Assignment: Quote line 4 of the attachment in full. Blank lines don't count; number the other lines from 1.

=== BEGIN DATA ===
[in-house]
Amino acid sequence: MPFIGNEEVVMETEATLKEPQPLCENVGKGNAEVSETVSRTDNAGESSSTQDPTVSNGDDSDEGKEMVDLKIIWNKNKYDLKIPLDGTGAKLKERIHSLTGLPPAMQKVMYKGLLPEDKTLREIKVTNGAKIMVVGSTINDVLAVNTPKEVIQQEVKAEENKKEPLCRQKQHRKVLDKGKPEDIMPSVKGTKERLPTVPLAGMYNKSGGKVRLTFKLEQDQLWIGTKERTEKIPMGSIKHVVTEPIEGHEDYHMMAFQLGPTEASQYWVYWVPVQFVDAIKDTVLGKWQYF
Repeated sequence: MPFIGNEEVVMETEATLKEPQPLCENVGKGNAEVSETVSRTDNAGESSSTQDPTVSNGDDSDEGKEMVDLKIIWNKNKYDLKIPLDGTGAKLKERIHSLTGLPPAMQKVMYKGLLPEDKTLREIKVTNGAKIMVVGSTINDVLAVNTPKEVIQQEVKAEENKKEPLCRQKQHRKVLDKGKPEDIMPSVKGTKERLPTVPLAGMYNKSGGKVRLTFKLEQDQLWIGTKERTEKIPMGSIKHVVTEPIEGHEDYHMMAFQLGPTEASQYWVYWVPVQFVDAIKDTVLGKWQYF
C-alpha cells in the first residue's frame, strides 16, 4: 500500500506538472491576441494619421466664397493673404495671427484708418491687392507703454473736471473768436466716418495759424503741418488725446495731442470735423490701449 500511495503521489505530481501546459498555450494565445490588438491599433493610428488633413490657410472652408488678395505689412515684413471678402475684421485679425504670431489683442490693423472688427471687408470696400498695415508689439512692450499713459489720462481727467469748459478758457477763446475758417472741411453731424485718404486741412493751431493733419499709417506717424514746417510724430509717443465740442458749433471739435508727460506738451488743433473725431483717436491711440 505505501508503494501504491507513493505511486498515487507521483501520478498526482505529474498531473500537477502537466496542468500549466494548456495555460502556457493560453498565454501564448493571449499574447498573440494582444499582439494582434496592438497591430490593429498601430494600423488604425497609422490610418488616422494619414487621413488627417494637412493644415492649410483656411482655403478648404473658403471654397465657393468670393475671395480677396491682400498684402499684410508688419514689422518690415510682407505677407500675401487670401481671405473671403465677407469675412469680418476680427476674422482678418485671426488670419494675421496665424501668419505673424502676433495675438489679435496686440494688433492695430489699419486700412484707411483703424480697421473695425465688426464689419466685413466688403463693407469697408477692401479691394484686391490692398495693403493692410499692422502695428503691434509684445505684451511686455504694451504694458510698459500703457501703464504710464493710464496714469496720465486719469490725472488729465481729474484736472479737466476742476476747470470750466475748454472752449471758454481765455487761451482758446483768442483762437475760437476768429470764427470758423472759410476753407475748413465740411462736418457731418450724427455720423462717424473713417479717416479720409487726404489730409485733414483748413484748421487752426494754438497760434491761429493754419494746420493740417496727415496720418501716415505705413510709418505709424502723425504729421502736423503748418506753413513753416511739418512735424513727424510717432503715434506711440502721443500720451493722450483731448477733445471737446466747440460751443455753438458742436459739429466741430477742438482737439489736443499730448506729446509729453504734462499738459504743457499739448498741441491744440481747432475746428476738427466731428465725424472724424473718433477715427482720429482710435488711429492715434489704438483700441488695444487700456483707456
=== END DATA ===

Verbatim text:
C-alpha cells in the first residue's frame, strides 16, 4: 500500500506538472491576441494619421466664397493673404495671427484708418491687392507703454473736471473768436466716418495759424503741418488725446495731442470735423490701449 500511495503521489505530481501546459498555450494565445490588438491599433493610428488633413490657410472652408488678395505689412515684413471678402475684421485679425504670431489683442490693423472688427471687408470696400498695415508689439512692450499713459489720462481727467469748459478758457477763446475758417472741411453731424485718404486741412493751431493733419499709417506717424514746417510724430509717443465740442458749433471739435508727460506738451488743433473725431483717436491711440 505505501508503494501504491507513493505511486498515487507521483501520478498526482505529474498531473500537477502537466496542468500549466494548456495555460502556457493560453498565454501564448493571449499574447498573440494582444499582439494582434496592438497591430490593429498601430494600423488604425497609422490610418488616422494619414487621413488627417494637412493644415492649410483656411482655403478648404473658403471654397465657393468670393475671395480677396491682400498684402499684410508688419514689422518690415510682407505677407500675401487670401481671405473671403465677407469675412469680418476680427476674422482678418485671426488670419494675421496665424501668419505673424502676433495675438489679435496686440494688433492695430489699419486700412484707411483703424480697421473695425465688426464689419466685413466688403463693407469697408477692401479691394484686391490692398495693403493692410499692422502695428503691434509684445505684451511686455504694451504694458510698459500703457501703464504710464493710464496714469496720465486719469490725472488729465481729474484736472479737466476742476476747470470750466475748454472752449471758454481765455487761451482758446483768442483762437475760437476768429470764427470758423472759410476753407475748413465740411462736418457731418450724427455720423462717424473713417479717416479720409487726404489730409485733414483748413484748421487752426494754438497760434491761429493754419494746420493740417496727415496720418501716415505705413510709418505709424502723425504729421502736423503748418506753413513753416511739418512735424513727424510717432503715434506711440502721443500720451493722450483731448477733445471737446466747440460751443455753438458742436459739429466741430477742438482737439489736443499730448506729446509729453504734462499738459504743457499739448498741441491744440481747432475746428476738427466731428465725424472724424473718433477715427482720429482710435488711429492715434489704438483700441488695444487700456483707456